Marriage means different things to different people, but it usually means lots of different documents. You'll have to fill in a marriage license application for permission to get hitched, then you'll need a marriage license to do the deed. Afterward, you'll receive a marriage certificate. Each document serves a different purpose and some are easier to find for free than others.
Well before you say "I do," you and your fiance need to obtain a marriage license application. You can fill it out, pay a fee and receive your marriage license, which gives official permission for two to become one. If you need to prove that you are or were married in the future, you can obtain a marriage certificate. Some of these documents are public and some are private; some are given different names in different states.
Apply to Get Married
In the United States there is a fee to get married. In most states, the city or county in which you intend to marry requires you to apply for a marriage license before the big day. In the application, you state your names, addresses and other identifying information, and, by signing, swear that you are eligible to marry. This application is generally available free from the city or county administration, and you will find many free on government websites.
Marriage License Application
After your application is accepted and you've paid your fee, you and your fiance are granted a marriage license. This is like a movie ticket; you get to use it once during a specified period of time; in the case of a marriage license, this is usually 90 days, though may vary by state. Like that movie ticket, once it is used, it doesn't serve much of a purpose and copies generally are neither desirable nor accessible.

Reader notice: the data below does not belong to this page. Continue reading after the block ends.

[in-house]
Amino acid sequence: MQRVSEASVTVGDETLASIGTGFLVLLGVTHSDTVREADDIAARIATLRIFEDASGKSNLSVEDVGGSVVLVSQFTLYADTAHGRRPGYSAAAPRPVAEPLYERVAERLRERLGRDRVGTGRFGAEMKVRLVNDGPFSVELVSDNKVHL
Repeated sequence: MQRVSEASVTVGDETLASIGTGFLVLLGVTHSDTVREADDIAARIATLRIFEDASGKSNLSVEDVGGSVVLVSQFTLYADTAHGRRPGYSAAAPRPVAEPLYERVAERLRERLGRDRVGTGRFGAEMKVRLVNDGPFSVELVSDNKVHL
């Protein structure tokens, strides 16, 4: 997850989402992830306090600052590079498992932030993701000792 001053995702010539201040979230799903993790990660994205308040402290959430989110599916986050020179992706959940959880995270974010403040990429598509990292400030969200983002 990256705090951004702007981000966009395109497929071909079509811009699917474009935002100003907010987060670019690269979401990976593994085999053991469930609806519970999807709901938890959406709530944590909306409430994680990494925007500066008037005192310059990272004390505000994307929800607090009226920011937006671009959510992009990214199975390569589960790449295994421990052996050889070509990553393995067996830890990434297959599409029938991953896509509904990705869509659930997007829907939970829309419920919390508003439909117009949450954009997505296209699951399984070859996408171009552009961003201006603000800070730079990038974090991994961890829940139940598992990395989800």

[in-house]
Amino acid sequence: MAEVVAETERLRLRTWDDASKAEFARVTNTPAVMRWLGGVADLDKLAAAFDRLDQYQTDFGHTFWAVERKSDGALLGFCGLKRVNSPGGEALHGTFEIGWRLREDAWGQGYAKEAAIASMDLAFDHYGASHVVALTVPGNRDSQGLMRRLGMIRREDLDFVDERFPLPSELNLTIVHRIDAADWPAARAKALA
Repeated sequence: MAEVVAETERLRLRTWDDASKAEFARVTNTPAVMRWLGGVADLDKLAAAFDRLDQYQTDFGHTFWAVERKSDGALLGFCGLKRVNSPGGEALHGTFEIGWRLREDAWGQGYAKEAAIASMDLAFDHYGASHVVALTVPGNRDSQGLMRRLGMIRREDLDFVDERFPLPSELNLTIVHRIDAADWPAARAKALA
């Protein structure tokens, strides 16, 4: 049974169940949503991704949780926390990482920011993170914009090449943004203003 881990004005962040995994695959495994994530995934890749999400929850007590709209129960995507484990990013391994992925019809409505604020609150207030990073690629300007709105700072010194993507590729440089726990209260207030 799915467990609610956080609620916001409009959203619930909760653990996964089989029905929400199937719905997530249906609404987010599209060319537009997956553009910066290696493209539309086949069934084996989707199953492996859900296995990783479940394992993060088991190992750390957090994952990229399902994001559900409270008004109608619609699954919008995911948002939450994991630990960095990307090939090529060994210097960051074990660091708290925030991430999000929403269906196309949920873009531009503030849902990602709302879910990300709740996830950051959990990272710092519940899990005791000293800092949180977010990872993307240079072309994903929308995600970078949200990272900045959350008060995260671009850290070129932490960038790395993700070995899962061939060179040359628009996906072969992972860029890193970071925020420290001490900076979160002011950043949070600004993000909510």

Certifying the Matrimonial State
When people talk about getting a copy of a marriage license, they usually mean the marriage certificate or similar document that is issued after vows are exchanged. Generally you can get a copy at the court clerk's office for the cost of a photocopy, but if you want a certified copy, as you likely would for anything official, a higher fee is charged. A certified copy is a copy on which the clerk has fixed a seal, certifying that it is a true and correct copy. If a couple marries in a state that allows confidential marriages for couples already living together, the resulting certificate is also confidential. In California, that means that it is only available to the named parties. Other states distinguish between authorized and informational certificates. They all cost money to obtain.
Order certified copies of marriage certificates from the court clerk's office. Generally you can order them in person or by mail. In some jurisdictions, you also have the option of ordering them on the Internet.